Then there is the problem of determining the undeterminable.   What will inflation, world economy, natural and manmade disaster do to affect the annual purchasing power of that fund?   What will the costs of health care be in 20-30 years?   What will our living conditions be and what can I do to ensure they are stable?
Each of these must be assessed and addressed to ensure some reasonable degree of success.   One can diversify ones investments sufficiently to accomodate economic variabilities and hope for the best.   Health care will always be an issue, especially since our dysfunctional government insists on meddling with it.    These two factors will remain certain uncertainties.
The “living condition” variable is the only one that I feel I have any control over.   To ensure the security of my family, I am moving toward maximized self-sufficiency.   If you have read my old posts, you know that we recently bought land in Western Colorado.   The land is tilled and fertile with good southern exposure.  We are provided with copious irrigation water from historically reliable drainage with good senior rights.  We have a potable water tap and a good natural spring in case the former goes dry for some reason.    
We will be building our future house to maximize energy efficiency and work to minimize reliance on unpredictable utilities.   The costs of energy will undoubtedly increase in time.   Gasoline is pushing $4.00 a gallon at the moment.   Home energy costs will follow the trend.   Our new house will take maximum advantage of both passive and active solar technologies.   This is the only means I know to mitigate energy based outflow of our limited nest egg.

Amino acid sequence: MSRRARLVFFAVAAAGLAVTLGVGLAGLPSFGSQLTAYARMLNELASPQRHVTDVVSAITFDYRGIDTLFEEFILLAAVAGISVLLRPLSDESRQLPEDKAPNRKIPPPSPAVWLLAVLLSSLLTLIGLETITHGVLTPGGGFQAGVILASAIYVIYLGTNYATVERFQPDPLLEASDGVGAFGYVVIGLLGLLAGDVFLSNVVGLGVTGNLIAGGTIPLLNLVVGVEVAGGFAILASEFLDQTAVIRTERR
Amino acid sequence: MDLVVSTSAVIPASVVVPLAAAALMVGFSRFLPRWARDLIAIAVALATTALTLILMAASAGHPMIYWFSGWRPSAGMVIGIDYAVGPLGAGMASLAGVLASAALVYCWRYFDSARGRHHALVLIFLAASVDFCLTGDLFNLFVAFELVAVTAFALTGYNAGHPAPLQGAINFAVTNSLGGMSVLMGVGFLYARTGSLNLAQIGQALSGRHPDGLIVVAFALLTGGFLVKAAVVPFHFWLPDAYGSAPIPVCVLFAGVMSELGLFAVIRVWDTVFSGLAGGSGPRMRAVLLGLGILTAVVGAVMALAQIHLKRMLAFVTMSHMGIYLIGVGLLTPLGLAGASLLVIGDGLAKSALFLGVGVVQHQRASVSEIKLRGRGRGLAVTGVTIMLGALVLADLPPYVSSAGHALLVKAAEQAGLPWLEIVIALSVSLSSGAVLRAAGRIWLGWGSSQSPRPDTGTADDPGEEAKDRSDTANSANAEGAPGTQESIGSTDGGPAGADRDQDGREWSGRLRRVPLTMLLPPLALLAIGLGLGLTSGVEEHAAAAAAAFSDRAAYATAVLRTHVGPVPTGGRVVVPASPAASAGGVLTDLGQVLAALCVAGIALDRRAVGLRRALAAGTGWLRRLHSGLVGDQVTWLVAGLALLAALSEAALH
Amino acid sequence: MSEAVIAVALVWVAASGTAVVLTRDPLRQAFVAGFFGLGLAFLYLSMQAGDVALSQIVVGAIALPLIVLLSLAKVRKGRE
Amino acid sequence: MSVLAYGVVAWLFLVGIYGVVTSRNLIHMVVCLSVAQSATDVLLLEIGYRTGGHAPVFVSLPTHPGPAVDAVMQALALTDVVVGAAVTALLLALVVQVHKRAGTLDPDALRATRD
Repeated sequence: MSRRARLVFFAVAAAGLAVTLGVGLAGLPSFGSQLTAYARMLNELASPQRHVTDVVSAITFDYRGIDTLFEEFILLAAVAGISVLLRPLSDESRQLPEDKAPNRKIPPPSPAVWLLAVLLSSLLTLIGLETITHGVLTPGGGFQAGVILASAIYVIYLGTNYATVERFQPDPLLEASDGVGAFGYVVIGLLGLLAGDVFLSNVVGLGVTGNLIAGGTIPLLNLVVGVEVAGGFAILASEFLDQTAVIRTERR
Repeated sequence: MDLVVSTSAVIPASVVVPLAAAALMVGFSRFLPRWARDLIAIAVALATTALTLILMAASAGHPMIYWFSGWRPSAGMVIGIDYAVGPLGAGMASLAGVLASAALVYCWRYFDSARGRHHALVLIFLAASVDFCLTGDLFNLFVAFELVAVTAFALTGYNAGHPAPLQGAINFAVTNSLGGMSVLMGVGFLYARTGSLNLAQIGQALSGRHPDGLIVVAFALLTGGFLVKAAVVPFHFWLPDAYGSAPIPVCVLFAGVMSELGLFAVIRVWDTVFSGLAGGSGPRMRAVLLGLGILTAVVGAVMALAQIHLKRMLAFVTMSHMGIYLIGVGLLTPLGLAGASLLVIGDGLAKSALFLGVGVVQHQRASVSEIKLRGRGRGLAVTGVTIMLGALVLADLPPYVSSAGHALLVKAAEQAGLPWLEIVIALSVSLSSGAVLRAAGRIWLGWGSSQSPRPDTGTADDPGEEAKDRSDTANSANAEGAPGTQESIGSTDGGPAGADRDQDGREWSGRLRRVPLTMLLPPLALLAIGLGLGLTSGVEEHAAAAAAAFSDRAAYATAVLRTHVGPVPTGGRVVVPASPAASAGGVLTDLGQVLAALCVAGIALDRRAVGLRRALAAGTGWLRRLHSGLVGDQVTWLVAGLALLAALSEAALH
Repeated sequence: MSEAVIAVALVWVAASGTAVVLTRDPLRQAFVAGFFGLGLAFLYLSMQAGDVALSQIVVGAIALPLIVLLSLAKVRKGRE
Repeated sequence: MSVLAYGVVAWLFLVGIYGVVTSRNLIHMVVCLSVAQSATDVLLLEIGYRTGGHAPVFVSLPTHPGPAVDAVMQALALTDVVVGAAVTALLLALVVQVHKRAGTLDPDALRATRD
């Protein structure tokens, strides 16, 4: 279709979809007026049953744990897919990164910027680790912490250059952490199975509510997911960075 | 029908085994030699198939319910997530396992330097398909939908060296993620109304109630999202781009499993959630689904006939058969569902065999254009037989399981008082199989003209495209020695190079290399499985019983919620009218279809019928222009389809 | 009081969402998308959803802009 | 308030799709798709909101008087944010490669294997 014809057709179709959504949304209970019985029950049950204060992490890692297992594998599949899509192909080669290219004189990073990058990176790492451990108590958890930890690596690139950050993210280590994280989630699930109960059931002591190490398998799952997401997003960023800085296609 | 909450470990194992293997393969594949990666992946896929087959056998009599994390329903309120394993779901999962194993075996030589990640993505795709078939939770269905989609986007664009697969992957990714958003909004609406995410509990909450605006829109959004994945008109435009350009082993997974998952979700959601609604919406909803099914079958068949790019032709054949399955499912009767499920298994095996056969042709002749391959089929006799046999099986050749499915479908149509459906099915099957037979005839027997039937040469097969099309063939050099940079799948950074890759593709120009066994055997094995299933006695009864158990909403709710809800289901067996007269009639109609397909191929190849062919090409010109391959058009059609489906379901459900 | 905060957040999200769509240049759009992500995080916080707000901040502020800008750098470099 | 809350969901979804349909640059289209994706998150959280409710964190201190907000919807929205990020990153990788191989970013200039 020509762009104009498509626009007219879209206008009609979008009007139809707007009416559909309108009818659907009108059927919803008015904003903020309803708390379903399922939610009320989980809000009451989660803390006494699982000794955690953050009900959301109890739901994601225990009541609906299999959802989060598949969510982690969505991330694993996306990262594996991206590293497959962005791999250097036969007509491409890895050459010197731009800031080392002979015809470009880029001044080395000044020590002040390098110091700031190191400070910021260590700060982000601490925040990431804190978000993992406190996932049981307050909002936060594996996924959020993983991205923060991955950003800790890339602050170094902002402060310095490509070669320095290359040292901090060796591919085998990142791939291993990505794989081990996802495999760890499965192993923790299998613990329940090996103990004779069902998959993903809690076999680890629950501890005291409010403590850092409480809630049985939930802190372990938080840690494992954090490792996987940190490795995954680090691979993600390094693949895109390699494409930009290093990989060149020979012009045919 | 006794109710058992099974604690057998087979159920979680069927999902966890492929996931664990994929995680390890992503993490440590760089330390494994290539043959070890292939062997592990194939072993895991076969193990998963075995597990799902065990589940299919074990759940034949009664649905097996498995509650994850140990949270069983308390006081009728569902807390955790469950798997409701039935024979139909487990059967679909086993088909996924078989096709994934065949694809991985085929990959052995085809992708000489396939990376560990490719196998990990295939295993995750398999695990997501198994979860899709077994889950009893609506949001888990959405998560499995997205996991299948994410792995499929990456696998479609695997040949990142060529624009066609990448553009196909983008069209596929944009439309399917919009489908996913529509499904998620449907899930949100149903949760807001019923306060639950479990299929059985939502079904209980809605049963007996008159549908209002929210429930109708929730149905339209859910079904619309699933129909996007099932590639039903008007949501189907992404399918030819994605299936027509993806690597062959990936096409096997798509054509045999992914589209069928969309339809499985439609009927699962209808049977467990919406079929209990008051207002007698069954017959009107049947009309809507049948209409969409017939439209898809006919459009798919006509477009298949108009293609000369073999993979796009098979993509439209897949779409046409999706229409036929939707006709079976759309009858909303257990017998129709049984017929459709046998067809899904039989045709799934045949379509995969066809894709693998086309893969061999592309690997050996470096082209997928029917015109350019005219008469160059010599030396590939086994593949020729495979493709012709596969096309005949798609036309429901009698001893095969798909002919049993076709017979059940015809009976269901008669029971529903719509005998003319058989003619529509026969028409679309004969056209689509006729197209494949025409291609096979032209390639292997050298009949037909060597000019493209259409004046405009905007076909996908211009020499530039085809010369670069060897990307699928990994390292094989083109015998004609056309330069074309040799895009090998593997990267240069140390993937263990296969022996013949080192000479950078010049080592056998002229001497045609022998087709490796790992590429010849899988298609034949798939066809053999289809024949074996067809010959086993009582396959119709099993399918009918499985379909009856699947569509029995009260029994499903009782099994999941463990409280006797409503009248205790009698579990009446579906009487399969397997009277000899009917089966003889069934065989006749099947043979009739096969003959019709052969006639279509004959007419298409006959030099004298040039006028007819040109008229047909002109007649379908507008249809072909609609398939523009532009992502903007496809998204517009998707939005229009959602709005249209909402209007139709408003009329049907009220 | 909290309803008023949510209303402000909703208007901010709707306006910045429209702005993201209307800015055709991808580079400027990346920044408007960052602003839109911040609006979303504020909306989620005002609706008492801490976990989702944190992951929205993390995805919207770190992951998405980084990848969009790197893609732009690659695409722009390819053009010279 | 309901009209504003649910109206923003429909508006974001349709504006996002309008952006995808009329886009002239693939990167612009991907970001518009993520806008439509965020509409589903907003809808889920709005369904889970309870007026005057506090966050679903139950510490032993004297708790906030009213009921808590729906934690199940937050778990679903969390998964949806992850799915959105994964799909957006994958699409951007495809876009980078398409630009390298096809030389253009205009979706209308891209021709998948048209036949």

This brings me full circle back to Saudi Arabia.   The Kingdom sits on a vast pool of oil that has yet to yeild to production demand.  The current cost of 91 octane gasoline in the Kingdom is 45 cents per gallon.   As incredible as this sounds, the Saudi’s realize that low energy costs are not permanently sustainable.  They also see the need to maximize efficiency and minimize consumption.   They are actively promoting research on solar energy and alternative fuels.   They are starting to seriously look at building energy efficiencies.   They have a strong green building program that appears to be growing.    At the very least, in this respect we are kindred.
It has been a pleasure to travel half way around the world to confirm my assumptions.  I have developed a high level of respect for the Saudi people and their efforts to improve their portion of the world.   I hope that the expertise I shared with them will benefit the Kingdom and their future generations.    I look forward to furthering that relationship in the years ahead.   No matter where I travel, I am pleased to find people looking to better building methods to help provide for better lives.   That makes my toil worthwhile.
New Multifamily Mixed Use Project